Tuesday, February 5, 2019

The War with Pain

 (submitted by Kerry Patton)
“…I was given a thorn in my flesh, a messenger of Satan, to torment me. 8 Three times I pleaded with the Lord to take it away from me. 9 But he said to me, “My grace is sufficient for you, for my power is made perfect in weakness.” Therefore I will boast all the more gladly about my weaknesses, so that Christ’s power may rest on me.” 2 Corinthians 12:7b-9 NIV 
It Still Hurts
Author William Goldman wrote in his story The Princess Bride: “Life is pain, highness.  Anyone who says differently is selling something.”For most of us, life began with a crisp smack on the behind to help us start breathing and has been seasoned periodically with a reminder that perhaps Goldman’s quote may not be far off target.  
As Christians, our experience of pain and suffering is affected and even directed by the direct influence of our faith and our relationship with a loving and compassionate God.  Just as we love and are concerned with the wellbeing of our own loved ones, even more so God loves us and is not unmoved by our sickness, suffering or pain. Scriptures are littered with stories of God’s healing of the sick, providing for the poor or suffering, and comforting the anxious or grieving heart.
Praying for the sick or suffering can sometimes seem like risky business for the Christian.  We can take on the responsibility for the release or restoration of those suffering, and after we pray – should the request seem to go unanswered, it can feel like or be interpreted as failure on our own part.  For the suffering, it may seem like God has chosen to NOT heal him or her.  “Was it because of my sin?”  “Am I not good enough?”  “Does God not love me?”  In desperation, one weary faithful follower cried out: “Why doesn’t God take this pain away??” A good question…that I do not have the answer to.
Sometimes, only in the finality of death does God release us from our pain.  It is mysterious to me, but why one person experiences a miraculous healing, and another does not is known only by our loving God.  I am certain of this – it is NOT because he loves one less, nor that one is less worthy, nor is it punishment for some sin committed by the sufferer.  Suffering may be a consequence of sin, but it is not a punishment from the same God who gave his only Son to save us from sin… that sin of which the scripture says is cast into a sea of forgetfulness. (see Micah 7:19)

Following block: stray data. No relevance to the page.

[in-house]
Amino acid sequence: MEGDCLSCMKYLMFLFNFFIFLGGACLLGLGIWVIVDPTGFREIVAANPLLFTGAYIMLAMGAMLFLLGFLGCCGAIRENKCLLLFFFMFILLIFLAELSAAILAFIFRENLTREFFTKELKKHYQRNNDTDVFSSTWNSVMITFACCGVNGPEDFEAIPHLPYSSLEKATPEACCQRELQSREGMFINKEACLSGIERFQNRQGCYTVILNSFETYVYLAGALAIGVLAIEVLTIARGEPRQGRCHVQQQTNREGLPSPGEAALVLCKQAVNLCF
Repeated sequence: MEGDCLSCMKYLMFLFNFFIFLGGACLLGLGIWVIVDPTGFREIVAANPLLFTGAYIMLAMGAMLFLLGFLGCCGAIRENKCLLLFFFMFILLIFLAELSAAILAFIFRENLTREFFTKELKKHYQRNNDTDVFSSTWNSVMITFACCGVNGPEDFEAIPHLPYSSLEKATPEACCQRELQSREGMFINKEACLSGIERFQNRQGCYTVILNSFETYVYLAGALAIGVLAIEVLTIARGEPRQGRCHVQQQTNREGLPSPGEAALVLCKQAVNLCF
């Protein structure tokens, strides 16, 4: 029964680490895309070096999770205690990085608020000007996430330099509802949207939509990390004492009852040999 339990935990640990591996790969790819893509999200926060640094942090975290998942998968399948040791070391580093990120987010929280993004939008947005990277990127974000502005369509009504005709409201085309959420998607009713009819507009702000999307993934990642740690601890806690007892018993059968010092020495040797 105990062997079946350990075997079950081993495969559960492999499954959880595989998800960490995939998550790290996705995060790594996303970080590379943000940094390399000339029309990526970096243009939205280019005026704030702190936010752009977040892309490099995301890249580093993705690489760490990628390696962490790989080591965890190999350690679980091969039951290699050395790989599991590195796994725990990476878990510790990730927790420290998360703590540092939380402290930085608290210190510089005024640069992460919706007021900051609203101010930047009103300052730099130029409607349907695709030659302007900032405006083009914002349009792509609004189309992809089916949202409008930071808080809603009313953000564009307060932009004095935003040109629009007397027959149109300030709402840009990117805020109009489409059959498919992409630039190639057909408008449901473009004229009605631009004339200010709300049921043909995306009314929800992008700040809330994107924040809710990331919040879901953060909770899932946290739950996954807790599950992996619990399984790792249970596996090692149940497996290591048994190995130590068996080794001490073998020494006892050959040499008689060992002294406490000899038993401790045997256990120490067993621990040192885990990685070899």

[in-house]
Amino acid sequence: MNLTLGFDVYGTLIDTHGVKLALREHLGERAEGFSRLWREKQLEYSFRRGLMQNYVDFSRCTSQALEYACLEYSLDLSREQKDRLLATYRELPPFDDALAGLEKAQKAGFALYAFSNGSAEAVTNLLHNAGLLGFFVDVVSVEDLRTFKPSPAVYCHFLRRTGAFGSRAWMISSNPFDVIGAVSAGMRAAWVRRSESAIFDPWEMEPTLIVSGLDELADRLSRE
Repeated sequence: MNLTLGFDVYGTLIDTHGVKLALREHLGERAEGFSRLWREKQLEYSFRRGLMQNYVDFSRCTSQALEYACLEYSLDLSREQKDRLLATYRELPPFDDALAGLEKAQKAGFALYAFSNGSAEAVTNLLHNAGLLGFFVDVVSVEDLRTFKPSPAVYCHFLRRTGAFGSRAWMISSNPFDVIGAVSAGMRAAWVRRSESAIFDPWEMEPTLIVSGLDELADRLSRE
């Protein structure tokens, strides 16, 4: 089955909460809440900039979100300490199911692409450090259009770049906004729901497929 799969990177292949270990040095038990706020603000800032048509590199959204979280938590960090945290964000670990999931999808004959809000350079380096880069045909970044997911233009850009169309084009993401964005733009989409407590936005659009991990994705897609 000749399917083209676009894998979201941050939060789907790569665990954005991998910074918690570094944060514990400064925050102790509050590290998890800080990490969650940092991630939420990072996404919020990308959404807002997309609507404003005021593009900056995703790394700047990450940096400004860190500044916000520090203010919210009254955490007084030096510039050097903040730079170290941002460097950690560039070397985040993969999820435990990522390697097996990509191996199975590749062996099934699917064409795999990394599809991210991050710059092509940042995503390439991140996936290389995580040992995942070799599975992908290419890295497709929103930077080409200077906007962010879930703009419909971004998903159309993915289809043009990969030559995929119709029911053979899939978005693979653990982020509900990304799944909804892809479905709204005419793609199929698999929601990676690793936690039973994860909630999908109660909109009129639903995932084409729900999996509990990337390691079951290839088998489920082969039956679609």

Not all suffering and pain in life is physical.  I believe that most all of us have deep regrets or guilt over things we have done or didn’t do, or because of things others have done to us.  Some of us deal with those things and move on. For others however, moving on is very difficult.  Sometimes, the pain of emotional injury or abuse can shut us down completely or cause our lives to divert into unimaginable difficulty that may take years to get over…or perhaps we struggle the rest of our lives with it.  I wish that weren’t the case, but it is a matter of daily living for some…some who perhaps continue to this day crying out to God for relief or release.  
I suggest that for most of us, a significant portion of life involves pain and suffering of some kind, and that our loving God will provide one or the other of the following for us: 
1.   Miraculous release from that suffering, but not necessarily an end to all suffering, or 
2.   His grace and strength to endure the sufferings of this life until at last we are rewarded with relief and rest in heaven with him.

In 2 Corinthians 12, the Apostle Paul speaks of his thorn in the flesh;a suffering of undefined nature which he suggested God had given to him to keep him from becoming conceited.  The passages do not speak specifically of what that suffering, or pain entailed.  Some suggest that the thorn was the failure of Paul’s eyesight, which he eludes to in other passages.  Some suggest the thorn was a weakness of his spirit to endure the near constant stresses put upon him by persecution and reproaches.  Others speculate that Paul’s thorn was some sin that he longed to leave behind, but Satan kept buffeting him in temptation with.  
Whatever the suffering was, Paul leveraged that reality in his life as a vision of God’s faithfulness, His grace in suffering, and God’s strength manifest in Paul’s own weaknesses.  Whether God would heal him or not, Paul was clinging to the faithful God whom he knew would carry him toward his own maturity and eternal reward.

In the third verse of Bill and Gloria Gaither’s song Because He Lives, we find the following encouragement:
And then one day, I’ll cross the river,
I’ll fight life’s final war with pain;
And then as death gives way to victory,
I’ll see the lights of glory and I’ll know He lives!

The war with pain continues in the life of the believer, but the victory is ours. In our weakness, He is strong. Our suffering is but momentary in comparison to the relief and reward that is ahead of us.  And I thank God for this: pain and suffering have alwaysdriven me deeper into dependence, and a more intimate knowledge and relationship with Him…whose grace by which I stand. 
Father, O Father… some suffer so greatly in this life.  We cry out to you asking for relief, for release. Help us when we must endure pain, even great pain.  Give us strength, give us grace.  Help us in suffering I pray in Jesus’ name, Amen.

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